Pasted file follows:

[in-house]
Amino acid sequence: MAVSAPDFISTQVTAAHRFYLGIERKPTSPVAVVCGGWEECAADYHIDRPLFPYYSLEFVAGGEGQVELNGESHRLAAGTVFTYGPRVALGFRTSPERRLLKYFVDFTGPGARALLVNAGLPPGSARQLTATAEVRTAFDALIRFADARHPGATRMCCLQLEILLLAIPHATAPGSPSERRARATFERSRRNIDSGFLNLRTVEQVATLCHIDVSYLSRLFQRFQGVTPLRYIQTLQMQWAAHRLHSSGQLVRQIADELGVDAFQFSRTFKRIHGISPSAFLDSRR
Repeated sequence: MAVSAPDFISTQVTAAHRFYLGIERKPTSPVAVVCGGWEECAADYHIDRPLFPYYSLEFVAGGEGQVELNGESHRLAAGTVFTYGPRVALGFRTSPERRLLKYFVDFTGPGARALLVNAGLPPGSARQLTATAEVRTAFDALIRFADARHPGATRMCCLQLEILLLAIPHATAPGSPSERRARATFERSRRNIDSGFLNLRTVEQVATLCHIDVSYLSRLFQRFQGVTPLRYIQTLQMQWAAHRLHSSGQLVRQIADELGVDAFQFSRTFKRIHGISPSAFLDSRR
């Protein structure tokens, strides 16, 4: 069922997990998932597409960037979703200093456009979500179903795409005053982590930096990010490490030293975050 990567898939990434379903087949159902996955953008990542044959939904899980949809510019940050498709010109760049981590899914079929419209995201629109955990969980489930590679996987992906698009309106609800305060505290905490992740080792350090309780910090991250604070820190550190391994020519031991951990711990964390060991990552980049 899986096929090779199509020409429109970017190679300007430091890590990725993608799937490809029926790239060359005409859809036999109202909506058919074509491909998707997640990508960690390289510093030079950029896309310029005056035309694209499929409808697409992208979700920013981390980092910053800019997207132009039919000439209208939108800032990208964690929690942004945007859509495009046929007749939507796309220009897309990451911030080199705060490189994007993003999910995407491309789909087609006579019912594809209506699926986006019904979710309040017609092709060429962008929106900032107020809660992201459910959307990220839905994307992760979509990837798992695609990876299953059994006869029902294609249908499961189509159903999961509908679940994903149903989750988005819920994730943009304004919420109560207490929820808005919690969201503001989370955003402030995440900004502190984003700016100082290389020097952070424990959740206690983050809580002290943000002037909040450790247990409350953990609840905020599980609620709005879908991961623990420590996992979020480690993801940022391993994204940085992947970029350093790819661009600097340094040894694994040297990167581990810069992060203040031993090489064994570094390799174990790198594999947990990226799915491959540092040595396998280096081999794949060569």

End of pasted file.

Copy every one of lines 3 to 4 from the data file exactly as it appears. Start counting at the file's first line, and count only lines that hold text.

Repeated sequence: MAVSAPDFISTQVTAAHRFYLGIERKPTSPVAVVCGGWEECAADYHIDRPLFPYYSLEFVAGGEGQVELNGESHRLAAGTVFTYGPRVALGFRTSPERRLLKYFVDFTGPGARALLVNAGLPPGSARQLTATAEVRTAFDALIRFADARHPGATRMCCLQLEILLLAIPHATAPGSPSERRARATFERSRRNIDSGFLNLRTVEQVATLCHIDVSYLSRLFQRFQGVTPLRYIQTLQMQWAAHRLHSSGQLVRQIADELGVDAFQFSRTFKRIHGISPSAFLDSRR
């Protein structure tokens, strides 16, 4: 069922997990998932597409960037979703200093456009979500179903795409005053982590930096990010490490030293975050 990567898939990434379903087949159902996955953008990542044959939904899980949809510019940050498709010109760049981590899914079929419209995201629109955990969980489930590679996987992906698009309106609800305060505290905490992740080792350090309780910090991250604070820190550190391994020519031991951990711990964390060991990552980049 899986096929090779199509020409429109970017190679300007430091890590990725993608799937490809029926790239060359005409859809036999109202909506058919074509491909998707997640990508960690390289510093030079950029896309310029005056035309694209499929409808697409992208979700920013981390980092910053800019997207132009039919000439209208939108800032990208964690929690942004945007859509495009046929007749939507796309220009897309990451911030080199705060490189994007993003999910995407491309789909087609006579019912594809209506699926986006019904979710309040017609092709060429962008929106900032107020809660992201459910959307990220839905994307992760979509990837798992695609990876299953059994006869029902294609249908499961189509159903999961509908679940994903149903989750988005819920994730943009304004919420109560207490929820808005919690969201503001989370955003402030995440900004502190984003700016100082290389020097952070424990959740206690983050809580002290943000002037909040450790247990409350953990609840905020599980609620709005879908991961623990420590996992979020480690993801940022391993994204940085992947970029350093790819661009600097340094040894694994040297990167581990810069992060203040031993090489064994570094390799174990790198594999947990990226799915491959540092040595396998280096081999794949060569």